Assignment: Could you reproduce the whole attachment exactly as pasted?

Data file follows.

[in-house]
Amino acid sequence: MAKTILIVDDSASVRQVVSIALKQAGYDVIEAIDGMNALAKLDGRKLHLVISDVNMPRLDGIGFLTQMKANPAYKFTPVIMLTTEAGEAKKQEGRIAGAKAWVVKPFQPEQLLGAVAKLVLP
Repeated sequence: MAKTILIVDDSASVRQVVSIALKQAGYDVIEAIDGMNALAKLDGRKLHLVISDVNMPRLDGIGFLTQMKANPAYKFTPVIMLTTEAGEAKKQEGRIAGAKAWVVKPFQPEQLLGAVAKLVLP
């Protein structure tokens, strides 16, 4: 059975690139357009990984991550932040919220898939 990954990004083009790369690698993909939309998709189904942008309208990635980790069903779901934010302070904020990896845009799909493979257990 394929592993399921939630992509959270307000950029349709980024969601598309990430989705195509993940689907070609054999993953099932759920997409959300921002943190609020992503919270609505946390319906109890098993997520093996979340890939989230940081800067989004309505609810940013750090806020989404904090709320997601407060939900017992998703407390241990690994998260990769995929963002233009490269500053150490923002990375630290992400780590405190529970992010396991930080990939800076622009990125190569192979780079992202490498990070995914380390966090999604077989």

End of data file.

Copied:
[in-house]
Amino acid sequence: MAKTILIVDDSASVRQVVSIALKQAGYDVIEAIDGMNALAKLDGRKLHLVISDVNMPRLDGIGFLTQMKANPAYKFTPVIMLTTEAGEAKKQEGRIAGAKAWVVKPFQPEQLLGAVAKLVLP
Repeated sequence: MAKTILIVDDSASVRQVVSIALKQAGYDVIEAIDGMNALAKLDGRKLHLVISDVNMPRLDGIGFLTQMKANPAYKFTPVIMLTTEAGEAKKQEGRIAGAKAWVVKPFQPEQLLGAVAKLVLP
């Protein structure tokens, strides 16, 4: 059975690139357009990984991550932040919220898939 990954990004083009790369690698993909939309998709189904942008309208990635980790069903779901934010302070904020990896845009799909493979257990 394929592993399921939630992509959270307000950029349709980024969601598309990430989705195509993940689907070609054999993953099932759920997409959300921002943190609020992503919270609505946390319906109890098993997520093996979340890939989230940081800067989004309505609810940013750090806020989404904090709320997601407060939900017992998703407390241990690994998260990769995929963002233009490269500053150490923002990375630290992400780590405190529970992010396991930080990939800076622009990125190569192979780079992202490498990070995914380390966090999604077989």